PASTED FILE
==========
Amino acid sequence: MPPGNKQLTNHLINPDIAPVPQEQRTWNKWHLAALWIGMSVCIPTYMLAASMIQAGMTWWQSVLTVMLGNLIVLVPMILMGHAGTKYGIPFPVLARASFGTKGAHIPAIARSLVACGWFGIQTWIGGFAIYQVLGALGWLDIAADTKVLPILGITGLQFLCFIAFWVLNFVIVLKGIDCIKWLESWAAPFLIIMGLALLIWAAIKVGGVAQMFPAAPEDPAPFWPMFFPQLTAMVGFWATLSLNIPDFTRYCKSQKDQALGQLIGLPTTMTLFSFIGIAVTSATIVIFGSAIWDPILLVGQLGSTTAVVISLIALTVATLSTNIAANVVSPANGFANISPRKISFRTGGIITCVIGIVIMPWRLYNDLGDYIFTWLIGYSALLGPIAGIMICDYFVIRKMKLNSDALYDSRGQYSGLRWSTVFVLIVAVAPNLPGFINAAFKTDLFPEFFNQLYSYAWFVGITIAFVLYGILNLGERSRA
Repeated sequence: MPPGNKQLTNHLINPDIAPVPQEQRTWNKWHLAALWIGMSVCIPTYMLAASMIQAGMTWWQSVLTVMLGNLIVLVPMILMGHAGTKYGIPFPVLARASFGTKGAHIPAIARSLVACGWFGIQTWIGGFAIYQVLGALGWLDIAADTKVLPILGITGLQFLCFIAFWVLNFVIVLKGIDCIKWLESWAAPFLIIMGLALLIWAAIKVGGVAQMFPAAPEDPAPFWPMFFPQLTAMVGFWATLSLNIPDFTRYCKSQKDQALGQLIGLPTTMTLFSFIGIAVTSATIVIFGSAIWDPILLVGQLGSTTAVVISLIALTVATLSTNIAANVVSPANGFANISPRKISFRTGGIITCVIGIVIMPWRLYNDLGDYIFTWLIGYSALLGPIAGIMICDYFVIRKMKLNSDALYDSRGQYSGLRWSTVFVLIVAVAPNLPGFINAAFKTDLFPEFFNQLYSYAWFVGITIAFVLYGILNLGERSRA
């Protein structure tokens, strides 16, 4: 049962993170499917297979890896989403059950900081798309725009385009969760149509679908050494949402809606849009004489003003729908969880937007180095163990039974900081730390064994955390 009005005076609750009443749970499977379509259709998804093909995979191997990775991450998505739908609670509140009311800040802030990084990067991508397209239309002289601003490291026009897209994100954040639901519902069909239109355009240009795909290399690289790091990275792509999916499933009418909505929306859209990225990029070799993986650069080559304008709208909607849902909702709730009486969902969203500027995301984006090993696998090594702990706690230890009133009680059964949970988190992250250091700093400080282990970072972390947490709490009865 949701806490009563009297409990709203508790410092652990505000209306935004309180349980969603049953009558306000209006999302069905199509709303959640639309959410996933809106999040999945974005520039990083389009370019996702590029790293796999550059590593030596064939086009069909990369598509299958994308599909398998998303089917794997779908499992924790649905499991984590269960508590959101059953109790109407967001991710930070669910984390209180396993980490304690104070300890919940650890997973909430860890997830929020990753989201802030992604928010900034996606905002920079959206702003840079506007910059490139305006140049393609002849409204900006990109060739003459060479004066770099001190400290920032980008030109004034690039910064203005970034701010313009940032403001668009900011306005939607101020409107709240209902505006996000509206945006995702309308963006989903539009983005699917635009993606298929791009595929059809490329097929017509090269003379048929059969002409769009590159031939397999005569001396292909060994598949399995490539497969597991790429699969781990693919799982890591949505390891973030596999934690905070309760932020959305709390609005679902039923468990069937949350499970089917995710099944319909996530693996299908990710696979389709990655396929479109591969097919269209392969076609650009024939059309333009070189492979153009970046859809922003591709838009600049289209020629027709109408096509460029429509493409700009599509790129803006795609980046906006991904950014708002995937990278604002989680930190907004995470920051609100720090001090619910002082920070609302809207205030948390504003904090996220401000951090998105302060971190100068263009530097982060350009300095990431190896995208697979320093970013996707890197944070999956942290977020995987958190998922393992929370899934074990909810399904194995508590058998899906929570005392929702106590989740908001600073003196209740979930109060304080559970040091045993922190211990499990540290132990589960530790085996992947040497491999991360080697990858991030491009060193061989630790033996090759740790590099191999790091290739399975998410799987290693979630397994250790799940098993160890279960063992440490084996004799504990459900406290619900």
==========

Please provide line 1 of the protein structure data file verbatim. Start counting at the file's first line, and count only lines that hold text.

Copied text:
Amino acid sequence: MPPGNKQLTNHLINPDIAPVPQEQRTWNKWHLAALWIGMSVCIPTYMLAASMIQAGMTWWQSVLTVMLGNLIVLVPMILMGHAGTKYGIPFPVLARASFGTKGAHIPAIARSLVACGWFGIQTWIGGFAIYQVLGALGWLDIAADTKVLPILGITGLQFLCFIAFWVLNFVIVLKGIDCIKWLESWAAPFLIIMGLALLIWAAIKVGGVAQMFPAAPEDPAPFWPMFFPQLTAMVGFWATLSLNIPDFTRYCKSQKDQALGQLIGLPTTMTLFSFIGIAVTSATIVIFGSAIWDPILLVGQLGSTTAVVISLIALTVATLSTNIAANVVSPANGFANISPRKISFRTGGIITCVIGIVIMPWRLYNDLGDYIFTWLIGYSALLGPIAGIMICDYFVIRKMKLNSDALYDSRGQYSGLRWSTVFVLIVAVAPNLPGFINAAFKTDLFPEFFNQLYSYAWFVGITIAFVLYGILNLGERSRA